LAHORE: Complying with Supreme Court (SC) orders, Federal Investigation Agency (FIA) officials late on Tuesday night released the arrested owners of three pharmaceutical companies in connection with the Punjab Institute of Cardiology (PIC) medicine tragedy.
The released include Tahir Azam, Chaudhary Nadir and Waseem Chaudhary from Mega Pharma, Alpha Pharma and Pharmaviz respectively. Chauhdary Nadir’s son, Imran Nadir confirmed the release of his father on the phone. He said FIA officials released Nadir in compliance with SC orders. Clarifying the position of the company, he said drug testing labs had conducted tests on medicines manufactured by the company and found them fit for consumption.
However, FIA Punjab spokesperson and Deputy Director Vigilance Haroonul Rasheed rejected the reports of release, stating the agency was yet to receive the SC’s written orders. He said the SC had ordered the release of aforesaid men on bail and they will be presented before the Deputy Registrar, who will grant them bails after taking surety bonds. Asked if any developments had occurred in the case, he said that FIA officials had been busy in court proceedings on Tuesday so investigators were unable to investigate further.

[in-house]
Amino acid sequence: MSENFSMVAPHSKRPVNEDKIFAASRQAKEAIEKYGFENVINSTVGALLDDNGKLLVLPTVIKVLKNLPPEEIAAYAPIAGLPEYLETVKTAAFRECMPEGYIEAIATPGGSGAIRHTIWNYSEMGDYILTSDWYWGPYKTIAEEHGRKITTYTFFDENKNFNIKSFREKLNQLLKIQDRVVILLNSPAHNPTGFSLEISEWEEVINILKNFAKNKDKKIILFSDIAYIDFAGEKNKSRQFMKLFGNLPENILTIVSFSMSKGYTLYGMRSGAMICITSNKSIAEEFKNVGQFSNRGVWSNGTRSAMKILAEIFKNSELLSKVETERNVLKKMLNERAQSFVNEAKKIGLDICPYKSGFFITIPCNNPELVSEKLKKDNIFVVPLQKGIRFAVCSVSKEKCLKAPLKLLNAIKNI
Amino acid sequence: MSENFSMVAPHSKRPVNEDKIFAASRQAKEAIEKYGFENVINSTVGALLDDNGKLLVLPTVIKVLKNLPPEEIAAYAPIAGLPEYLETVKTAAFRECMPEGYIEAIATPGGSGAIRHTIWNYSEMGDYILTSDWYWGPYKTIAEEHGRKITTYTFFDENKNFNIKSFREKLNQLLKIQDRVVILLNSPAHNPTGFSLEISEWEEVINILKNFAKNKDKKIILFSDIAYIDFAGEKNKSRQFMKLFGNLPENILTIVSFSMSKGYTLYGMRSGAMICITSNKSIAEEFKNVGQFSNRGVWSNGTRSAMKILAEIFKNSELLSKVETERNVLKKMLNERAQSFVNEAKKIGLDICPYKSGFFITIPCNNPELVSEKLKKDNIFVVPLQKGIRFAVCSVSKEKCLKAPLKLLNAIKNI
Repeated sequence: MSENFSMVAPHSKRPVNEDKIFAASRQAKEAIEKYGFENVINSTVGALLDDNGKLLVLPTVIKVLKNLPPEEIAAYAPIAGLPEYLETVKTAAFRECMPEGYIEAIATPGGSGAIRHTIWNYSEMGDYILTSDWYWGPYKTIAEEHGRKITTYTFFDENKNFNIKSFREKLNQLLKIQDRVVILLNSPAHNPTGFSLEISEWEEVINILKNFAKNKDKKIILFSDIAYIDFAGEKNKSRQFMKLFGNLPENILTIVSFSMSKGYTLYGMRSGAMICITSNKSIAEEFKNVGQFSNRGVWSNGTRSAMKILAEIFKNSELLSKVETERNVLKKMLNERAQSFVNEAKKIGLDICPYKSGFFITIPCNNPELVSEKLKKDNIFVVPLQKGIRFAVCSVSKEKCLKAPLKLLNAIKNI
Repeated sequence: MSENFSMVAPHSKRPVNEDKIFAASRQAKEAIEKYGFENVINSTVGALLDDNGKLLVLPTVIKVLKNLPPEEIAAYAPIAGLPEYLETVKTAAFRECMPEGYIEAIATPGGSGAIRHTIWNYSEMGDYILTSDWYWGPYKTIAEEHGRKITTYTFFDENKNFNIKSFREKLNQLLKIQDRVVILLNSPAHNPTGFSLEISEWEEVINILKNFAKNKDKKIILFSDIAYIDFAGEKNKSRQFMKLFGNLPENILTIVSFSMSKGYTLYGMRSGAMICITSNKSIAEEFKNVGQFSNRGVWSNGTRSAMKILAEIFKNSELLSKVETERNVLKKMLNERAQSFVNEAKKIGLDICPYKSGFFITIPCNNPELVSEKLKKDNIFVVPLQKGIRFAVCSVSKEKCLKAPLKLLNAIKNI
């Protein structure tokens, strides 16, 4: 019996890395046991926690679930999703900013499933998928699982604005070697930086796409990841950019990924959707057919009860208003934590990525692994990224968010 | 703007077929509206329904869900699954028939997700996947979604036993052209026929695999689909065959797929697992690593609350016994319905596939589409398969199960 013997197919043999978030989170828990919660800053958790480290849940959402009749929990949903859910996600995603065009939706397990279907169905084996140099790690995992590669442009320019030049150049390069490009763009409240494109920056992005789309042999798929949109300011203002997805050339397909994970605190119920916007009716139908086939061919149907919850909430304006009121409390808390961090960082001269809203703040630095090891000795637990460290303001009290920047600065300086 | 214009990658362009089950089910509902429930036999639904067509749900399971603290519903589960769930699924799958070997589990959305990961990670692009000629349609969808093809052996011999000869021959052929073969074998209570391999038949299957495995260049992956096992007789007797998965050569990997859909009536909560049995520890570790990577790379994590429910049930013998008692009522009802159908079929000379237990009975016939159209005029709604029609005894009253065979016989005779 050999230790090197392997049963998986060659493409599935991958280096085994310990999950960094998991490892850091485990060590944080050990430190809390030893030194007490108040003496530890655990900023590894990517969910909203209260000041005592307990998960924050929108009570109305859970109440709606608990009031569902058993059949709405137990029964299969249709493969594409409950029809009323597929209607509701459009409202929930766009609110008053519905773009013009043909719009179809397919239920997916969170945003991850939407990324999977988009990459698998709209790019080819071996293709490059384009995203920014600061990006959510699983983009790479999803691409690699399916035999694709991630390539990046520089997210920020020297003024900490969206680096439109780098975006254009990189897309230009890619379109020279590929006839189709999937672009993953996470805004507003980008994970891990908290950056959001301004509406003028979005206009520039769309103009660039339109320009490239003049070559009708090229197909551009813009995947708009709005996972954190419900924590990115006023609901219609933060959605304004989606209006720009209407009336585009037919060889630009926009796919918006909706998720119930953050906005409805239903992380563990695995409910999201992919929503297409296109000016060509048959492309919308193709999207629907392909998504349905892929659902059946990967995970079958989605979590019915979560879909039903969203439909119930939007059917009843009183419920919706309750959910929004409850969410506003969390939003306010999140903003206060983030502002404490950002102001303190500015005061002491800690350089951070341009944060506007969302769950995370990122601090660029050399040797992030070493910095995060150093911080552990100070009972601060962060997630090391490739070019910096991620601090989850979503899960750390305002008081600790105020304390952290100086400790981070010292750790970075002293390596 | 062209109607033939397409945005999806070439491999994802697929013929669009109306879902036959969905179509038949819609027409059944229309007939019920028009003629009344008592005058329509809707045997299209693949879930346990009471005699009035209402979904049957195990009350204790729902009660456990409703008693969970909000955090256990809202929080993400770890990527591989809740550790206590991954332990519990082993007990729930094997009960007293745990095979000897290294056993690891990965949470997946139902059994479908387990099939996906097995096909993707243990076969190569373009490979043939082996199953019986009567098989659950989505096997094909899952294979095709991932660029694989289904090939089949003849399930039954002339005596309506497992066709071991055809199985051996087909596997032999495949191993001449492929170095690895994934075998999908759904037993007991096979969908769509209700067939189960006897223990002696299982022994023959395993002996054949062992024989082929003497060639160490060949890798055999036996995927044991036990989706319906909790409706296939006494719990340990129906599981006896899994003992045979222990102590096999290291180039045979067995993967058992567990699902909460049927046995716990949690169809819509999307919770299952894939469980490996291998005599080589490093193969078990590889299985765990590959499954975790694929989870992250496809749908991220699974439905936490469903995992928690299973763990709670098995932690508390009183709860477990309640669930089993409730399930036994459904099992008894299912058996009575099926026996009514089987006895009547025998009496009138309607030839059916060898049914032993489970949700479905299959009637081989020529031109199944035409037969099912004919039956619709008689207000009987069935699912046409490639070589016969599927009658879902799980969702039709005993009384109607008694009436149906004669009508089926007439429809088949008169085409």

POLICE INQUIRY: Separately, the Punjab Police enquiry team led by DIG Zulifqar Cheema formally started its probe on the matter. Sources said the team members, including DIG Farooq Mazhar and SSP Zulifqar Hameed, visited PIC on Tuesday. It said the investigators recorded statements from PIC officials and checked PIC records. Sources said investigators also discussed chemical examinations with the Chief Chemical Examiner.
Sources said investigators will receive chemical examination reports within a week or so, which will point towards the culpable medicine. Sources said investigators were waiting for autopsy reports of the dead and foreign drug testing labs reports Speaking to media after his PIC visit, DIG Zulifqar Cheema said investigations have started and the guilty will be taken to task. He said the drug testing system was not upto mark in Pakistan and so the medicines had been sent abroad for testing. – PT